Locke, as an empiricist, cannot infer the existence of mind-independent material objects from innate concepts; he must infer them from his sensory experience. In fact, though, Locke has three strategies for dealing with this concern, and he employs all of them in chapter xi of the Essay Concerning Human Understanding. Locke's first strategy, and the one he seems most viscerally drawn to, is to simply refuse to take the skeptic seriously. Can anyone really doubt, he asks, that there is an external world out there? Another strategy he makes use of is to give a pragmatic response. If you want to doubt that there is an external world, he says, that is just fine. All that matters is that we know enough to enable us to get around in the world.
Throughout the chapter, Locke formulates a long and detailed argument based on inference to the best explanation. He presents a number of puzzling facts about our experience that can all best be explained by positing that there is an external world that is causing our ideas. Taken singly each one makes it a little more likely that there is an external world out there, but taken as a whole, Locke feels, they provide overwhelming evidence—so overwhelming that the inference is almost strong enough to be called knowledge. Locke brings up seven marks of our experience that can best be explained by positing an external world. The first is that there is a certain vivacity to perception that cannot be found, say, in memories or the products of the imagination. Berkeley too, as we will see, makes use of this mark of sensations. In chapter XI Locke offers six more empirical marks which distinguish this same set of ideas. He points our that we cannot obtain these ideas if we do not have the organ appropriate to them. No one born without the ability to hear, for example, can possibly have the idea of the sound of a french horn. Next Locke points out that we are able to receive ideas of this sort only in certain situations. Though the organs remain constant, the possibility of experiences change. It cannot, therefore, be the organs themselves that are responsible for producing these ideas. In section five Locke discusses the passive nature of these ideas; they are not voluntary, but involuntary, coming to us unbidden and unavoidably. We cannot just choose to have the experience of tasting watermelon at will, for example. Nor can we choose to avoid hearing the blaring siren of a car alarm at four o'clock in the morning.
The next empirical mark Locke brings forth involves pleasure and pain. Some ideas, Locke claims, cannot help but be followed by pleasure or pain. For example, when we have the sensation of seeing our flesh cut with a knife, this will almost certainly be accompanied by a sensation of searing pain (unless we are heavily medicated). When we call up the memory of these ideas, however, there is no experience of pain or pleasure accompanying them. In section seven Locke points out yet another empirical feature: a certain subset of our ideas fit into a coherent pattern, so that if we have one idea, we can, with great reliability, predict another one. The knife and pain example above can serve to illustrate this point as well. Another example of this mark of experience would be the fact that our sensation of seeing a hand let go of a book in midair is always followed by a sensation of seeing the book fall. Finally, not only is there a predictable correlation between the ideas of taste, vision, touch, sound etc. but there is also a correlation between the ideas belonging to different experiencing subjects (that is, between different people).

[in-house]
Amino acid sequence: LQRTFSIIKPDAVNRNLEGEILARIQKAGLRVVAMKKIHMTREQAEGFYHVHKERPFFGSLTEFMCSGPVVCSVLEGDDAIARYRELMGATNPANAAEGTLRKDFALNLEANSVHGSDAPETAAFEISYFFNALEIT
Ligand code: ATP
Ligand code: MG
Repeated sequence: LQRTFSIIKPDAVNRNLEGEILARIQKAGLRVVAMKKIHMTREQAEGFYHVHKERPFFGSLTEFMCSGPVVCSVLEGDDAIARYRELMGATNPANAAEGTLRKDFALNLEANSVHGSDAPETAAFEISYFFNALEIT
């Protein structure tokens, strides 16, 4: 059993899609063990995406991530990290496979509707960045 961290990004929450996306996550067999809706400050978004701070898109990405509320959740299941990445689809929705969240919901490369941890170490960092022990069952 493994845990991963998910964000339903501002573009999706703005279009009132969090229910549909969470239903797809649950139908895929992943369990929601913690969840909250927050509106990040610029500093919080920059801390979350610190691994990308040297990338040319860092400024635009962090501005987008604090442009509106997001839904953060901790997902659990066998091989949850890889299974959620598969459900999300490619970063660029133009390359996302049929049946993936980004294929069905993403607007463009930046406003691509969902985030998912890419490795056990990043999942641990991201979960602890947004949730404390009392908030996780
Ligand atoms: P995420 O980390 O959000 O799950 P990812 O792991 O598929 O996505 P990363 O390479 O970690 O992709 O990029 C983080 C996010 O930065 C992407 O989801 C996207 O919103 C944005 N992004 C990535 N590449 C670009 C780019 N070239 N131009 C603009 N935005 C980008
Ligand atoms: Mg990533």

No single one of these marks proves conclusively that our experiences are caused by mind-independent material objects. However, as Locke points out, all of these marks, singly and as a group, can be coherently and compellingly explained by positing that our experiences are caused by mind-independent material objects. This makes that hypothesis overwhelmingly plausible — so much so, that it would be unreasonable for us to doubt it.
Berkeley never considers the possibility of proving the existence of mind- independent material objects by inference to the best explanation, but it is easy enough to guess what he would say about this line of reasoning. He would claim that his own idealist hypothesis explains all the evidence just as well as the materialist hypothesis. Each of those marks of experience, both singly and as a group, can be easily accounted for on his theory.
How could Locke then respond to Berkeley? He could counter that Berkeley's hypothesis does not explain the evidence just as well as the materialist hypothesis. For one thing, we tend to think that an explanation is better if it is simpler. But Berkeley's explanation is needlessly complex: where Locke just needs there to be objects out in the world, Berkeley needs there to be both God and the ideas he is causing us to have. In addition, where Locke just needs us to passively perceive the objects in order to have our experiences, Berkeley needs to tell a complicated story (as we will see) about how God shows us the ideas in his mind, and when He does this, and why. Furthermore, Berkeley does not even really succeed in accounting for all of the marks of experience. He never really explains, for instance, why our sensations always follow certain patterns, other than to assert that they follow these patterns because God shows them to us in these patterns. But why, we could press him, does God show us ideas in these patterns? Certainly, he is not bound by any physical necessity. Locke, the materialist, has a ready and satisfying explanation for why our sensations follow certain patterns: these are the patterns which the objects themselves are governed by, necessitated by physical law.
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